This Christmas, I decided to embrace my inner crunchiness. In prepping for this special time of year, I wanted to put together something meaningful, spiritual and fun for my kids that we can do each year as a family that's not centered around a religious holiday or Santa Claus. After doing some research about how the Solstice has been celebrated by cultures all over the word for centuries, I created some simple, children-focused rituals that celebrate Yuletide, honor the natural rhythms of nature, and remind us of our connectedness to Earth and each other. I hope it becomes a tradition for us every year. Enjoy, and feel free to use and customize for your family and what rings true to you! Peace and Love, Hope

What's Needed

Candles, bells for each person or child, paper and pens, two bowls or boxes, and a special treat to enjoy.

Winter Solstice Celebration

Open with a reading about the Solstice and take part in bell-ringing. Ask kids to listen for the words, "Welcome, Sun!" or, "Thank you, Moon!" and ring their bells each time they hear them. Here's ours:

Today we gather to celebrate the Winter Solstice, also known as Yuletide, to welcome the return of the light and longer days!

The Solstice represents the shortest day, the longest night, and the birth of a new cosmic year. Some ancient cultures used the Solstice to celebrate the power of the Moon. Thank you Moon! (Ring bells) And, they liked to believe that on this day, the Moon gives birth to the Sun. Welcome, Sun!  (Ring bells)

Today we honor the Solstice and its darkness as a time of rest and rejuvenation for Mother Earth and all of her beings as she prepares for rebirth in the spring.  We celebrate that each day forward from this point, the sun lingers longer, bringing with it renewal, warmth, brightness, and the promise of new growth and love. Welcome, Sun! (Ring bells)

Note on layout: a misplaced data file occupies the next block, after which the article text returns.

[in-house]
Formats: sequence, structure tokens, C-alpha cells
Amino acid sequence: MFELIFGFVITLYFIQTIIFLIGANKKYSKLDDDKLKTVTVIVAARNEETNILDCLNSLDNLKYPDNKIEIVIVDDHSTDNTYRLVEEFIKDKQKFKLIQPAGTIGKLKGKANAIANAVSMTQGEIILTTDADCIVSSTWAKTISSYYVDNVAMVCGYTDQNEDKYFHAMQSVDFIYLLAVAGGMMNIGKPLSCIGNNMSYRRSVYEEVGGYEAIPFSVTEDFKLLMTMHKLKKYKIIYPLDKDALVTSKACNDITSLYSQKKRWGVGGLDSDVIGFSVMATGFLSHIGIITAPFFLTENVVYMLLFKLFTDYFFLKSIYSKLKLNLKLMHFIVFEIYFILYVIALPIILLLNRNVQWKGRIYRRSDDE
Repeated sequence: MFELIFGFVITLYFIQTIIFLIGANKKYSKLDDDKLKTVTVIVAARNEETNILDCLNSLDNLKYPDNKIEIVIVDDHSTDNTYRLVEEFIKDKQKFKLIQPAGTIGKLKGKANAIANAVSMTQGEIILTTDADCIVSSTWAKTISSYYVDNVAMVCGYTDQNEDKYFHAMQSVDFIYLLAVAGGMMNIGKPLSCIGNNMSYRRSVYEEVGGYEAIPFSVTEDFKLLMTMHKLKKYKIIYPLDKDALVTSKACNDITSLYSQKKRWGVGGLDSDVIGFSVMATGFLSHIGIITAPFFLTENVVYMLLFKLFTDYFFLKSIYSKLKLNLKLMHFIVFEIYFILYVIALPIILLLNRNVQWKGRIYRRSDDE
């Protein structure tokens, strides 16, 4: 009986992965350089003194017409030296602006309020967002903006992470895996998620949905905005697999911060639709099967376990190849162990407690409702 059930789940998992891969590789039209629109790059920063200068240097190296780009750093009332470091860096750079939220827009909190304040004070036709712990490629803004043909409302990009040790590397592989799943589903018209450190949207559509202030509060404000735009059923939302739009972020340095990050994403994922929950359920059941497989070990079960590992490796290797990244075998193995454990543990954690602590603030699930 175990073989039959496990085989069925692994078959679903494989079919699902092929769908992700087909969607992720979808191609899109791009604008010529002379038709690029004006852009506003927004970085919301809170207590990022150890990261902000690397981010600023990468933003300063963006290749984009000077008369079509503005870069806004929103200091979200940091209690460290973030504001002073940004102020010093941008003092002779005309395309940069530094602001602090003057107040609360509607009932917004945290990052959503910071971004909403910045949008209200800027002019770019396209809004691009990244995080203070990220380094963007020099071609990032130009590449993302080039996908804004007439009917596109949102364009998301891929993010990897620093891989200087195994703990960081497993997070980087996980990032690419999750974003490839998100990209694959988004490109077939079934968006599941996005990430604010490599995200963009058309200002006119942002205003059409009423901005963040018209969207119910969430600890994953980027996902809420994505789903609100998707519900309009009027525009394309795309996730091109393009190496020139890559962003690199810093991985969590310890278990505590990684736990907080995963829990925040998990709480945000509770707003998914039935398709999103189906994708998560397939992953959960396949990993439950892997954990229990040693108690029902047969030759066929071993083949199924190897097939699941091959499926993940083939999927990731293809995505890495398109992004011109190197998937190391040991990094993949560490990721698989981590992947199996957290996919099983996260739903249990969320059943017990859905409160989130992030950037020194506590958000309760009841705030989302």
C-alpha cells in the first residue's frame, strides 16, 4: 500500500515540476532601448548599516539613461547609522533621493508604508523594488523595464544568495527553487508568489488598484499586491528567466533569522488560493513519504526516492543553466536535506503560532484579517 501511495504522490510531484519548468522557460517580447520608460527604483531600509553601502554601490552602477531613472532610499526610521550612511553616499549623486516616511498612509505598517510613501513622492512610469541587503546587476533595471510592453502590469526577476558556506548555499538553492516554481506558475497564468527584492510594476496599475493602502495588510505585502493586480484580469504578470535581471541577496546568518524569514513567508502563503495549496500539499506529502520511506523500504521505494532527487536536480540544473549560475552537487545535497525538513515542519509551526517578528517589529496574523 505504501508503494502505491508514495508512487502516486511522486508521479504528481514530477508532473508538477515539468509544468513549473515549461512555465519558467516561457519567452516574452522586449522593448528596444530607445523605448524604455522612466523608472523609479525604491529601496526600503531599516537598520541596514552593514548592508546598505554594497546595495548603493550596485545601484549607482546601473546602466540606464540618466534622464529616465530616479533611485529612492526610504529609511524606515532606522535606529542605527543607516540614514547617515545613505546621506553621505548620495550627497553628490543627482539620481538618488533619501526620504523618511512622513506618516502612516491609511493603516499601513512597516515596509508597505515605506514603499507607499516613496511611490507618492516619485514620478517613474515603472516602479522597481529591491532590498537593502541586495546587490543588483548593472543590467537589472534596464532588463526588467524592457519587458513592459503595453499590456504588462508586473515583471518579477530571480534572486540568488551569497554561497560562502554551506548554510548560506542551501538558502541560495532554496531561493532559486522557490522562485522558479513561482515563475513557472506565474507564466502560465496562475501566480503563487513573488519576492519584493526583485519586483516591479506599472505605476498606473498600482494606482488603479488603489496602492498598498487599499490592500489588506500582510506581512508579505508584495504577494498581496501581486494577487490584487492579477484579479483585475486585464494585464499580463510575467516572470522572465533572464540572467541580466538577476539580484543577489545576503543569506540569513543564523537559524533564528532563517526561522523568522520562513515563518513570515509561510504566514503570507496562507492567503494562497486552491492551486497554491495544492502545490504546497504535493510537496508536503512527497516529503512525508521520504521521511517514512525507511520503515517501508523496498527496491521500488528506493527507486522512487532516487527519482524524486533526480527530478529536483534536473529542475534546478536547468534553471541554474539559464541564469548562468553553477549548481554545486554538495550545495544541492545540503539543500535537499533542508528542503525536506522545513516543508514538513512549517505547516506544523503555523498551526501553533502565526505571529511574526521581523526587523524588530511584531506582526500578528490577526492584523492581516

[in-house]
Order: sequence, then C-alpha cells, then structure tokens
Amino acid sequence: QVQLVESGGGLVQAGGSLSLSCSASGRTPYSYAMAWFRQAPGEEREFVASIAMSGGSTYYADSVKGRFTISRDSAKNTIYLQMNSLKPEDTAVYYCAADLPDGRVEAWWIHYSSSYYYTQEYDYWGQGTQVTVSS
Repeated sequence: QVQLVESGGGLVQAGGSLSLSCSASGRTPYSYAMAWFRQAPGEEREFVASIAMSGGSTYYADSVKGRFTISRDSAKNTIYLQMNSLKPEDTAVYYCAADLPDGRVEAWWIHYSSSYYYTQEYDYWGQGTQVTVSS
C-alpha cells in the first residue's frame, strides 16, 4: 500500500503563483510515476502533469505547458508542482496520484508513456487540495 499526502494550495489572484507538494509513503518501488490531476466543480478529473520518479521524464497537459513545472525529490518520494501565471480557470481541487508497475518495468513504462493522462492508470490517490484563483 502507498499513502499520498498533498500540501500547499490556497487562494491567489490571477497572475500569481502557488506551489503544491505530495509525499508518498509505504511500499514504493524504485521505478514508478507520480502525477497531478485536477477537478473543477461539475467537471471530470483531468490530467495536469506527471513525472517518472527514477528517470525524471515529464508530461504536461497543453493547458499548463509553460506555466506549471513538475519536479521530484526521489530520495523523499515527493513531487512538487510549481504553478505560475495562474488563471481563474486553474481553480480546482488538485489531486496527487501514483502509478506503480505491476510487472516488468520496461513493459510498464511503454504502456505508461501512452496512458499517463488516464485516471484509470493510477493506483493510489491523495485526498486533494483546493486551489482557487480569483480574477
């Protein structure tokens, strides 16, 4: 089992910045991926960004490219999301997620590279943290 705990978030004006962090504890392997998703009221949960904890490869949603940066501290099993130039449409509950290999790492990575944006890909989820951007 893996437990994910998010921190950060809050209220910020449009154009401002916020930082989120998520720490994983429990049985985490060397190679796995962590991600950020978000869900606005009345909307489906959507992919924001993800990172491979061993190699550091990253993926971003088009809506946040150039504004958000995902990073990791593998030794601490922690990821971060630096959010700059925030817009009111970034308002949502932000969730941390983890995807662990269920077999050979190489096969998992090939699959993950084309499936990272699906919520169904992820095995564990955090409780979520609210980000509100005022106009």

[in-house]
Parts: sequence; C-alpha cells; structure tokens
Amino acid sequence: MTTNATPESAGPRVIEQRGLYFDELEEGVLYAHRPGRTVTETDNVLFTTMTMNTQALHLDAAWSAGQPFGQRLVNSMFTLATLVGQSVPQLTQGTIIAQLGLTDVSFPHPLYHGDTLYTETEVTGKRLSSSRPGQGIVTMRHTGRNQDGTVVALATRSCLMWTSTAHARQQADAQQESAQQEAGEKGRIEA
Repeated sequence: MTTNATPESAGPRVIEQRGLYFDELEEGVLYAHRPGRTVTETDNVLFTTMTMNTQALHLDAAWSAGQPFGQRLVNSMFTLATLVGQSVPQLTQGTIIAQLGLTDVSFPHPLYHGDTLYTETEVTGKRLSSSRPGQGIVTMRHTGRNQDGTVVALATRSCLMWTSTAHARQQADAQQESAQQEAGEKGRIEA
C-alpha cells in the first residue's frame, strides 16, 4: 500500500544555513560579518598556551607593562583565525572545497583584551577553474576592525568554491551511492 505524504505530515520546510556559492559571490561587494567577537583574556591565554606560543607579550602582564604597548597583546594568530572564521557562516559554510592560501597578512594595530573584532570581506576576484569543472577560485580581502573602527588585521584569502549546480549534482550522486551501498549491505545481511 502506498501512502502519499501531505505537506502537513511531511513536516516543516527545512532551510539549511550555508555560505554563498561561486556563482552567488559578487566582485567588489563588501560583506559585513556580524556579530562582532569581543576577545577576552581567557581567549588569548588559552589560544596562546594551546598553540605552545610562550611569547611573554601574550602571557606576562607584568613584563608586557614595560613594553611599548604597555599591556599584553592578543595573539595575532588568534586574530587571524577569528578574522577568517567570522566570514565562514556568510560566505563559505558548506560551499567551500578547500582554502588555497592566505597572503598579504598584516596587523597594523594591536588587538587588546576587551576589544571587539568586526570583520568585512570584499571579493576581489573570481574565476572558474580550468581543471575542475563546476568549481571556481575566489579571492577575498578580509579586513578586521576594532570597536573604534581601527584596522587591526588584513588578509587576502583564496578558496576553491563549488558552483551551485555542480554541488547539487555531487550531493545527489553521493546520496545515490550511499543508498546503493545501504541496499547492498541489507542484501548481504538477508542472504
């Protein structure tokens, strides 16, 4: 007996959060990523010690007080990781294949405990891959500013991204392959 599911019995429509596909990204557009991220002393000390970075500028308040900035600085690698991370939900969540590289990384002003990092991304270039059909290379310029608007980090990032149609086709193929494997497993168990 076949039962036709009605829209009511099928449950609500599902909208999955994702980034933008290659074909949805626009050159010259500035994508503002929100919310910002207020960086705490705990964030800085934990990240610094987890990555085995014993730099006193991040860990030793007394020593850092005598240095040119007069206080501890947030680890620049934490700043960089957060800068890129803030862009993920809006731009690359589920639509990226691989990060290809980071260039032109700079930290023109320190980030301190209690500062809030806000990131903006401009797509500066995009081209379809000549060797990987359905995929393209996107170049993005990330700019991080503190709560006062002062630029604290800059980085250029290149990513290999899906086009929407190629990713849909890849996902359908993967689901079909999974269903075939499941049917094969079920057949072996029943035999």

On this longest night, we gather within the warm shelter of our home to be merry and give thanks for this opportunity of renewal. Thank you, Moon! (ring bells)

Burning Ceremony (If kids are old enough)

Prior to the ceremony, give each person two small pieces of paper. On one piece, write down what you want to let go of. On the other piece, write an intention or personal goal for the new year.  Adults can help children write theirs. Each person can hold a candle.

(Set down bells and pick-up candles). Let’s start the burning ceremony. To let go of the things that no longer serve us, we light each piece of our “let go papers” with our candles and place them in the Yule Bowl. 

Next, we honor this time of renewal to set intentions for what to welcome in the coming year.  Place your “intention papers” in the Yule Box.

Unity Ceremony 

(Set down candles and pick-up bells again). We celebrate the Solstice as a reminder of our unity with all people, places, and animals in this world, and the Earth itself, by ringing our bells toward the four directional compass points: North, East, South and West. (ring bells in each direction).

We honor our place in a connected universe by ringing our bells upward toward the cosmos; downward toward the earth; and center, toward our own inner being and our divine spirit. (ring bells in each direction).

Food ceremony

After you do the rituals, enjoy a special meal or dessert that you make each year.

I encourage you to add or subtract rituals that you want to incorporate for yourself and your family, Have fun!

December 21, 2019 — Hope Lobkowicz

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